Important Factor In Determining Stock Trends and Election OutcomesStock-Markets / Trader Psychology Dec 13, 2012 - 12:01 PM GMT
In the wake of the Presidential election, the Social Science Research Network (SSRN) reports that the study, "Social Mood, Market Performance and U.S. Presidential Elections" has earned the #3 spot among the most-downloaded papers in the past 12 months.
The SSRN eLibrary is one of the world's leading social science resources and includes 430,000 paper abstracts from 200,000 authors. It has delivered close to 56 million downloads, and last year it received over 66,000 new submissions.
Among those submissions: the elections paper written by a team from the Socionomics Institute.
Authored by Robert R. Prechter, Jr., Deepak Goel, Wayne D. Parker and Matthew Lampert, the study amounted to a bold challenge to conventional wisdom about the factors that predict presidential re-election outcomes.
"We demonstrated a counter-intuitive point about what matters, what doesn't and why," Prechter said.
Historians and political scientists have long argued that gross domestic product (GDP), unemployment and inflation have great bearing on presidential elections. So Prechter et.al. tested those ideas. They studied every presidential re-election campaign dating back to George Washington's successful bid in 1792. And what they found was amazing.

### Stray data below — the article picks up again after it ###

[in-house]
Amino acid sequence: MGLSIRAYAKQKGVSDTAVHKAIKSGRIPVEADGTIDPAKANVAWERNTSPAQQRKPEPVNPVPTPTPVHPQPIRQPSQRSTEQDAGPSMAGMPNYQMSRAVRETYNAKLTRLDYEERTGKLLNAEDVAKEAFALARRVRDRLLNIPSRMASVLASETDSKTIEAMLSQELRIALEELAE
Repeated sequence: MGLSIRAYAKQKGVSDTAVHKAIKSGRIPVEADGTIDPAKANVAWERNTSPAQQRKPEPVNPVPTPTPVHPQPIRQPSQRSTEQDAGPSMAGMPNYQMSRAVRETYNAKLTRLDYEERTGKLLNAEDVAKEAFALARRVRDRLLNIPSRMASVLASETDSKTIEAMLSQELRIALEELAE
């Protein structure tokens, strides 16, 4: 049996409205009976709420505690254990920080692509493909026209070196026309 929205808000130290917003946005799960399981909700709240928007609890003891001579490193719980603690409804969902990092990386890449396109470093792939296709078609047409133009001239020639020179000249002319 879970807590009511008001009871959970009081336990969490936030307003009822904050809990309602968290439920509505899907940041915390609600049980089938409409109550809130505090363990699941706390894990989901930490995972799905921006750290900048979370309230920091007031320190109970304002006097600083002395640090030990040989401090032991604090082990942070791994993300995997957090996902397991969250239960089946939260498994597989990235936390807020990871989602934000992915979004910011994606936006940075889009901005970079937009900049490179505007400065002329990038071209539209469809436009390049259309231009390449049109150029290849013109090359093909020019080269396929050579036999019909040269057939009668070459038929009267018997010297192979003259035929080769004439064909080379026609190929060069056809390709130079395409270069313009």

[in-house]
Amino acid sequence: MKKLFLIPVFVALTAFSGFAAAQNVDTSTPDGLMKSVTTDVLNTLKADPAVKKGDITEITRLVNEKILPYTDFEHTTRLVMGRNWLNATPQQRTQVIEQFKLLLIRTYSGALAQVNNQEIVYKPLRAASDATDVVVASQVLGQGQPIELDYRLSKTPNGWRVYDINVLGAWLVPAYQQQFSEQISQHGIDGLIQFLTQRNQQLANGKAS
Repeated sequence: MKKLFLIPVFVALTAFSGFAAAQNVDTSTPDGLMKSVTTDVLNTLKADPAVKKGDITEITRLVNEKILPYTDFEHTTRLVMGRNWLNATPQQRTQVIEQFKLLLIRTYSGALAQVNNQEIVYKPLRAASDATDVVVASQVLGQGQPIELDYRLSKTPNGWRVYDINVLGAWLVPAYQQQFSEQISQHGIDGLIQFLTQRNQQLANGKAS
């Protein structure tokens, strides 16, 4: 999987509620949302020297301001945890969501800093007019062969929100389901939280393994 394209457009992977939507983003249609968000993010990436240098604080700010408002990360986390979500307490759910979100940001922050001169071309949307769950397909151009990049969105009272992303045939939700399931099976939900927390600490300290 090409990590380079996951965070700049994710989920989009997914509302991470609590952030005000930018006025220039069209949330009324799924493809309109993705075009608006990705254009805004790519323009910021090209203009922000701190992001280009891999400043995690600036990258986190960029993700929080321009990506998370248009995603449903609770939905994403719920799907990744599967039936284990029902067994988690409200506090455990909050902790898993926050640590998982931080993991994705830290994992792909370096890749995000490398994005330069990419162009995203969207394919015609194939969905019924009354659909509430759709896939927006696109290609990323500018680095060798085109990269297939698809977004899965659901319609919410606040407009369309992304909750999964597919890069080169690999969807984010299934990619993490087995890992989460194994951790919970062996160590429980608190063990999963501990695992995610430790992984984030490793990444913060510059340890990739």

"GDP was a significant predictor in some of the simple models," said Deepak Goel, "but it was rendered insignificant when we combined it with the stock market in multiple regression analyses. Inflation and unemployment had no predictive value in any of our tests."
So what does matter?
The stock market. Specifically, they found that the stock market's performance for the three years prior to Election Day does predict elections. But an even bigger finding came when they examined the question of whether or not money made or lost in the market had any effect.
"We contrasted eras when stocks were widely owned vs. hardly owned, and there was no difference in results," Robert Prechter said.
They ruled out GDP, unemployment, inflation and money made or lost in the market as factors. That left only one. Matt Lampert explained:
"The best explanation is that the trend of social mood is important in driving the valuations of both stocks and presidents."
Watch a FREE presentation on the paper -- given by Bob Prechter himself -- at the 2012 Social Mood Conference. Simply follow this link >>
And you can also download the paper free from SSRN.
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